“The Evil Dead”: B-Movie wrapped in gore

Jane Levy in TriStar Pictures “Evil Dead.” MCT

Ads claimed it to be the “scariest movie you will ever see.”  As long as audiences continue to equate graphic violence with horror, the recent remake of The Evil Dead may live up to that assessment.
TriStar Pictures presents a new take on the cult classic that made Sam Raimi and Bruce Campbell names in entertainment.  This time around the director, Fede Alvarez, pays homage to the original with plenty of over-the-top mayhem.
The plot is a familiar one:  five friends go deep into the woods, to a remote cabin, and inadvertently summon demons who mercilessly try to kill them.  The 20-something victims have traveled far from civilization to help Mia (Jane Levy) kick her nasty drug habit.  Evidently, the group attempted an intervention before with less-than-stellar results.  This time, they hope the isolation will prevent their friend from relapsing.
To make matters more interesting, Mia’s older brother David (Shiloh Fernandez) is there, having been estranged from his friends and sister for some time.  Alvarez attempts to weave some heavy subject matter in the characters to heighten the drama, and for the most part it works.  Some of the lines seem forced, but really they don’t have much time before the supernatural horror takes over.
As in the original, the source of evil lies under the cabin.  A book of demonic magic is discovered and read by the unsuspecting “scholarly” character.  This causes all hell to literally break loose, as one-by-one the characters are possessed by the evil forces, killed and used as puppets to slaughter the others.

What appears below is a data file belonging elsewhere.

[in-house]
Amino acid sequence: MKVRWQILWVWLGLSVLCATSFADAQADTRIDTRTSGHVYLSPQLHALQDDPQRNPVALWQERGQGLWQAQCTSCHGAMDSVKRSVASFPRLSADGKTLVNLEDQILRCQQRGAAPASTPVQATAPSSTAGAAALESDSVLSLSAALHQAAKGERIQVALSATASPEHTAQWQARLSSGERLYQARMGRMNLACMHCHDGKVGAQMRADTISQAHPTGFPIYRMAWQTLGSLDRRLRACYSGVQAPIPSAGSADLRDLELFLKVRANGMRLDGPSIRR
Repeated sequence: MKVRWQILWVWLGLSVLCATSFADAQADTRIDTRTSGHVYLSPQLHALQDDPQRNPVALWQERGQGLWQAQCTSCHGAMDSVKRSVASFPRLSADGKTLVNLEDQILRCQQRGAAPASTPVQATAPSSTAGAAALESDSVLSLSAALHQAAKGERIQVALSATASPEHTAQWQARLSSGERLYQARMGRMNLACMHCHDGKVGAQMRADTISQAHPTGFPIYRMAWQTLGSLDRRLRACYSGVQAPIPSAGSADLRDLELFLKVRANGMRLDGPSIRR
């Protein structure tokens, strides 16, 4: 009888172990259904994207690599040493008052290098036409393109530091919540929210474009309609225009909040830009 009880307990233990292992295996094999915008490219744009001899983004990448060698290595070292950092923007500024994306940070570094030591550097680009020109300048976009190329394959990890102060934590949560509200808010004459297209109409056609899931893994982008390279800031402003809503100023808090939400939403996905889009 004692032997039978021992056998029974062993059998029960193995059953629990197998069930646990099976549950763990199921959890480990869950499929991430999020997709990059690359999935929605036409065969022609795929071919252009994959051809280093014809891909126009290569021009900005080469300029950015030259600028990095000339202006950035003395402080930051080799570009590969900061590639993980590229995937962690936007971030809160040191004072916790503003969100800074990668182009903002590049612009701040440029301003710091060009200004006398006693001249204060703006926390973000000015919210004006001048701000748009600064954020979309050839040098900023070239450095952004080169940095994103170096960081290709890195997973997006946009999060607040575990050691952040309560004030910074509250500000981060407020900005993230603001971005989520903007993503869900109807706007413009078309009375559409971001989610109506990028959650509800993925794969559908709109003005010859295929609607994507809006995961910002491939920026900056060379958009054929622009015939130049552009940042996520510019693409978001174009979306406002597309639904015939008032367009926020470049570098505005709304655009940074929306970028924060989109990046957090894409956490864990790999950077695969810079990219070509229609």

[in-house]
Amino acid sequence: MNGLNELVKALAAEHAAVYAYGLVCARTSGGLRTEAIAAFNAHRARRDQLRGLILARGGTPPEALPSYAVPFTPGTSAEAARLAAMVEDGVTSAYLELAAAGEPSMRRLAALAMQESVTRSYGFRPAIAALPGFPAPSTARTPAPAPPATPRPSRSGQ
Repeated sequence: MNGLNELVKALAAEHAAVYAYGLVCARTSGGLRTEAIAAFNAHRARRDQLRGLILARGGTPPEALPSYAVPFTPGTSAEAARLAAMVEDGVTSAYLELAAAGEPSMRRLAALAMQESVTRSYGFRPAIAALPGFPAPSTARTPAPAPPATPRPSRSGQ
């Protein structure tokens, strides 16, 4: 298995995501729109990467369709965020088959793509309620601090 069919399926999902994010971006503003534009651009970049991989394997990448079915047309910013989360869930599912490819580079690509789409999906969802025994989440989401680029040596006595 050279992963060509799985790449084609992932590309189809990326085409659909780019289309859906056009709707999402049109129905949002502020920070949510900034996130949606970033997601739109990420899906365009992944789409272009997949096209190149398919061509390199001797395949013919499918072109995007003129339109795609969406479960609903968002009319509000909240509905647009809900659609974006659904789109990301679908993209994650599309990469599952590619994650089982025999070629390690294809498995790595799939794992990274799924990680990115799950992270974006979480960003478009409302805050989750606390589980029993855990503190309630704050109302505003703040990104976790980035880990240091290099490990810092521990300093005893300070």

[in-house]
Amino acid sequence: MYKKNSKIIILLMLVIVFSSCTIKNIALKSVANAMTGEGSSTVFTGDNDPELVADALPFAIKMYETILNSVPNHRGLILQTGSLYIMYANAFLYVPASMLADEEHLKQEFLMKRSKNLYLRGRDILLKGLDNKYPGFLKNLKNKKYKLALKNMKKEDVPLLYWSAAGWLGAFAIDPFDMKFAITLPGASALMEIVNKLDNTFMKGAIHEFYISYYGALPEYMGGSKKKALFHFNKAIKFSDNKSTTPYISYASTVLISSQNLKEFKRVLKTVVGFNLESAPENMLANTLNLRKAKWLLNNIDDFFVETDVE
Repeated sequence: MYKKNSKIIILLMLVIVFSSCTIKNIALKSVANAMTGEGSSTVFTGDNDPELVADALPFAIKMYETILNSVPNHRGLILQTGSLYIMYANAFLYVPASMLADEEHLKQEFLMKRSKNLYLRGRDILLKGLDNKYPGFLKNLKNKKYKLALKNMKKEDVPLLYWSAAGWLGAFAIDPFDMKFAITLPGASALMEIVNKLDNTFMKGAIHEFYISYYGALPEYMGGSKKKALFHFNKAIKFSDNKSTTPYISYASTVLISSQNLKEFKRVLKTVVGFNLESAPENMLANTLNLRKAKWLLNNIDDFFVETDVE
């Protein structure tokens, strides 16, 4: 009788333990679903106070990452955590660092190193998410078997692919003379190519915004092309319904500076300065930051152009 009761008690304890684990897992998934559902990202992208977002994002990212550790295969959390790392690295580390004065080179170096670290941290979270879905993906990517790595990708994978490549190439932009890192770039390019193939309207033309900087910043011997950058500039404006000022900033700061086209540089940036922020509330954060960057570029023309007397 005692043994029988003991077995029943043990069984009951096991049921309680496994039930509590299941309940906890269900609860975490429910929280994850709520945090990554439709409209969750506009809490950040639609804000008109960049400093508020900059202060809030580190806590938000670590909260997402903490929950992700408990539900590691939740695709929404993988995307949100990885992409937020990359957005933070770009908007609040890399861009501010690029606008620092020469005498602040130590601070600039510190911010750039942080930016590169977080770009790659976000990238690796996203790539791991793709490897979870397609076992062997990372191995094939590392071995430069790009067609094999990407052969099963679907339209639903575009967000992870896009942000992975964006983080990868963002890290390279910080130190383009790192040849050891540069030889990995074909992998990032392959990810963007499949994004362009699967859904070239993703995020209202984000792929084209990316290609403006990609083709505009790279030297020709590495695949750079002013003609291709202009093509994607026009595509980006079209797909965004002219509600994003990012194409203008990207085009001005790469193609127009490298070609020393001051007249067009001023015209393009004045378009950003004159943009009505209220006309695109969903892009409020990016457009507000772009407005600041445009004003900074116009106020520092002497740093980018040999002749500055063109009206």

The death scenes are fantastically graphic in their violent nature, including mutilation and dismemberment with rather convincing makeup.  Squeamish viewers will cringe at the sight of needles and nails being extracted from the human body.
The final 10 minutes are exceptionally bloody and change the ending from the original.
The Evil Dead is not for everyone.  It might come across as a bit too polished for full-fledged fans of the original, and too gritty for casual movie-goers. The acting is decent for what it is, which is a very campy story.  Fans of buckets-of-blood kind of films should get their money’s worth.

–Noah Hughes

The Broadside
(Contact: nmhughes@cocc.edu)



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